Along with coal, the EU might shift to using alternative energy and nuclear power. Ukraine has one of the largest deposits of uranium in the world, which is at risk for takeover by Russia. Coal use will challenge the continent’s timeline for meeting future climate targets. Alternative energy resources will not meet all the EU’s needs. Natural gas remains the most cost-effective short term transition option and is not likely to disappear in the near future.

Ukraine is the breadbasket of Europe. Seventy percent of the country’s land is utilized for growing wheat, corn, barley, and sunflower seeds, with its largest agricultural exports shipped to Egypt and Turkey. The entire region east of the Dneiper River is used for farming. The river traverses central Ukraine, beginning north of Kyiv and running southeast then southwest toward the Black Sea port cities of Kherson and Odessa. Should Russia gain access to this land, grain export prices will rise, as they already have done, and Russia can threaten political extortion against Turkey and Egypt. More important, if the Russians take over Kyiv, they will almost certainly install a puppet government, as in Belarus, making incursions beyond Ukraine possible.

Russian battleships and forces are now targeting the southern seaport cities of Odessa and Kherson, as well as additional agricultural land to the north of the Crimean Peninsula. When Russia annexed the Peninsula in 2014, the country gained control of maritime corridors for completion of the Black Sea pipeline system to Turkey and the EU. Russia also gained access to promising oil and natural gas deposits in the Black Sea off the coast of the peninsula.

The EU’s aggressive economic sanctions against Russia are reinforcing new Russian alliances with China as Russia seeks energy markets outside the EU. Gazprom recently signed a 30–year natural gas agreement to double current exports to China via Russia’s newest “Power of Siberia” pipeline. These two countries have also signed an agreement for Russia to provide 100 million tons of coal in a long-term agreement.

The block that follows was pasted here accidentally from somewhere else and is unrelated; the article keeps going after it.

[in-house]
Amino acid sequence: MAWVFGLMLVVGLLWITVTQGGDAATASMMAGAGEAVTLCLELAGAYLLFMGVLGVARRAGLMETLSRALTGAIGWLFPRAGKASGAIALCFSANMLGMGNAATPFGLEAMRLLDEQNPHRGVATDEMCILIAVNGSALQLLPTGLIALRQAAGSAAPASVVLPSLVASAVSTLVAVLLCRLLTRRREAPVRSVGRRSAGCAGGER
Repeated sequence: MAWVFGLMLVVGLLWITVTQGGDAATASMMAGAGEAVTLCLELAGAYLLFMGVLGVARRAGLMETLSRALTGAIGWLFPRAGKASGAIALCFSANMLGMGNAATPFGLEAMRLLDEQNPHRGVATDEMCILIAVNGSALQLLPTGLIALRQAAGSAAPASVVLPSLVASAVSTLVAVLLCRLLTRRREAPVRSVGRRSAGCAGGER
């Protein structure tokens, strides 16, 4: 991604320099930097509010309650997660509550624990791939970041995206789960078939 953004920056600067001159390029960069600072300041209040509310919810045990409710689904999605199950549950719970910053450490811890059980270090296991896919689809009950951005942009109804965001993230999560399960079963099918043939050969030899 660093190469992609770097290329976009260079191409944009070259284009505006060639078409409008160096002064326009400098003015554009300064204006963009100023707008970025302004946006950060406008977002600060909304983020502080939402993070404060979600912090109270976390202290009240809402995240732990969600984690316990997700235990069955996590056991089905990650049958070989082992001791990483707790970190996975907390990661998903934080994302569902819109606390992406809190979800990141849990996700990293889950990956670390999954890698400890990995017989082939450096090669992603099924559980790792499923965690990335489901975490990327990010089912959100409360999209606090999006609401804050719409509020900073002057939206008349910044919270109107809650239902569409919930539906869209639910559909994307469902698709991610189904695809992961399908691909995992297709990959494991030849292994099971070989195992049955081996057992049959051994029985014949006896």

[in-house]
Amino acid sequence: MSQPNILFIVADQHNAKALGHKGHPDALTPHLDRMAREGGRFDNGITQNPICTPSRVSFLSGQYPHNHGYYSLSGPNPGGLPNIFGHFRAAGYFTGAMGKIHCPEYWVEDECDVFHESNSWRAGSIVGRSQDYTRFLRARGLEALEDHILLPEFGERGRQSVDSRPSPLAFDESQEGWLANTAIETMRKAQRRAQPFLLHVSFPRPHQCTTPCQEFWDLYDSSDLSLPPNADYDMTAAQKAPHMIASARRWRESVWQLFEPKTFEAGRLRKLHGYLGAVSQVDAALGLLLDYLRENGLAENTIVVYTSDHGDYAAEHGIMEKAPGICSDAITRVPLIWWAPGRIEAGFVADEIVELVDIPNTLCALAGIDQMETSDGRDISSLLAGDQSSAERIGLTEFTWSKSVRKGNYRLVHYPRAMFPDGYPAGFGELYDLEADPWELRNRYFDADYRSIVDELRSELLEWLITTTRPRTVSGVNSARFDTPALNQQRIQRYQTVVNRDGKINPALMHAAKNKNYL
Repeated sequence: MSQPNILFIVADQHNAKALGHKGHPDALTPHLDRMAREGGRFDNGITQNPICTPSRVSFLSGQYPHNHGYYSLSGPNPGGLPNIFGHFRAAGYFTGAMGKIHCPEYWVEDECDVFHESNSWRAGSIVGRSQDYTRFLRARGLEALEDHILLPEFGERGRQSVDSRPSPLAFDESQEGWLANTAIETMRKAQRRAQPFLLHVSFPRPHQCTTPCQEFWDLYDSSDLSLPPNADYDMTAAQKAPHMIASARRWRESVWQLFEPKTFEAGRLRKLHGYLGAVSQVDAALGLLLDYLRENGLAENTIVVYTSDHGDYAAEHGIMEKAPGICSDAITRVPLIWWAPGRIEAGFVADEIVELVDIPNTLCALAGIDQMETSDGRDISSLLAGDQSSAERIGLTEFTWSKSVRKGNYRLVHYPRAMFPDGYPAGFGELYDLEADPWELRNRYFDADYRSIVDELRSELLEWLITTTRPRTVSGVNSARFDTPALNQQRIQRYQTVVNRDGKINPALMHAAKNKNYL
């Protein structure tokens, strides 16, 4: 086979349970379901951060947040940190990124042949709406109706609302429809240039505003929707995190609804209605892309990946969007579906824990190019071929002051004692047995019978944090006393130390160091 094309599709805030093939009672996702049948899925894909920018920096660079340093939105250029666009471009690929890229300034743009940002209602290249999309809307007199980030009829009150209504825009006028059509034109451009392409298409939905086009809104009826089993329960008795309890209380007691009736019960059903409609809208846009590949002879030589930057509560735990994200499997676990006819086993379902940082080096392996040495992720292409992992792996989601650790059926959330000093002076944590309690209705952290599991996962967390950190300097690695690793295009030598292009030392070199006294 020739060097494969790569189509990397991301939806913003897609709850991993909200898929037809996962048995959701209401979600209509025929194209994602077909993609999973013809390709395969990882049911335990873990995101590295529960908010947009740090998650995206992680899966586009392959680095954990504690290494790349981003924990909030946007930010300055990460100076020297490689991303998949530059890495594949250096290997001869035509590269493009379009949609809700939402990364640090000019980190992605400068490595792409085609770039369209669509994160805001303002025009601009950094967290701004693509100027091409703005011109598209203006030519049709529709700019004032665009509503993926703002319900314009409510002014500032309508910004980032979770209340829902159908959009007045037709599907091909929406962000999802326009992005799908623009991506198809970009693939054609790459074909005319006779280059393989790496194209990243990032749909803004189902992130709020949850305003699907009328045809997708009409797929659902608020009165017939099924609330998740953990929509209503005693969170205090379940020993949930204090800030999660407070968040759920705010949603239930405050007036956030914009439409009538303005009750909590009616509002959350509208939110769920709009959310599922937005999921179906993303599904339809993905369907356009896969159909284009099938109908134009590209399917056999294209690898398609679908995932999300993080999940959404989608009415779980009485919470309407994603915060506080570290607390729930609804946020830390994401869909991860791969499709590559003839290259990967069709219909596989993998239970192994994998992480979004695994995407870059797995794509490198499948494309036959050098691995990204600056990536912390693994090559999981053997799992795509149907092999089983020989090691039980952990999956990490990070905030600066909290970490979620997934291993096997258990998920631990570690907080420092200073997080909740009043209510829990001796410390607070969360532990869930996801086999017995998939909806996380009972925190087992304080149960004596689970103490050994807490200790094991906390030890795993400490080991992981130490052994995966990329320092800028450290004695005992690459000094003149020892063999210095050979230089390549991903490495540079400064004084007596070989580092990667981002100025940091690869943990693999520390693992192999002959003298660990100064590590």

The EU and NATO were initially weak in their support of Ukrainian defenses. European nations feared Russian retaliation as their economies depend on trade with Russia. Not being part of NATO, Ukraine was forced to fight alone. If the US military becomes directly involved, this would be viewed as an act of war against Russia. Fortunately, as the conflict escalated, the US and the EU acted quickly, leveraging economic sanctions against Russian banks, oligarchs, and technology while sending more defense equipment to the region.

Showing weakness or silence when one country is invaded for its economic resources is a threat to the values of freedom and self-determination for every country in Europe. An autocrat like Putin understands military strength and NATO’s unwillingness to commit defense resources demonstrates weakness. Only recently has NATO been willing to send significant military equipment and aircraft to assist the Ukrainian people. As Putin places Russia’s nuclear deterrent forces on high alert, the continent—and the world—are on notice that another World War is again possible.

Cultural ethicist Faye Lincoln is the author of Values That Shape the World: Ancient Precepts, Modern Concepts (Dialog Press, 2021). She analyzes the values-based implications of US and Middle Eastern policies based on history, religion, economics, and public policy.

Topic tags:
Europe Russia Ukraine Energy Natural Resources Food Security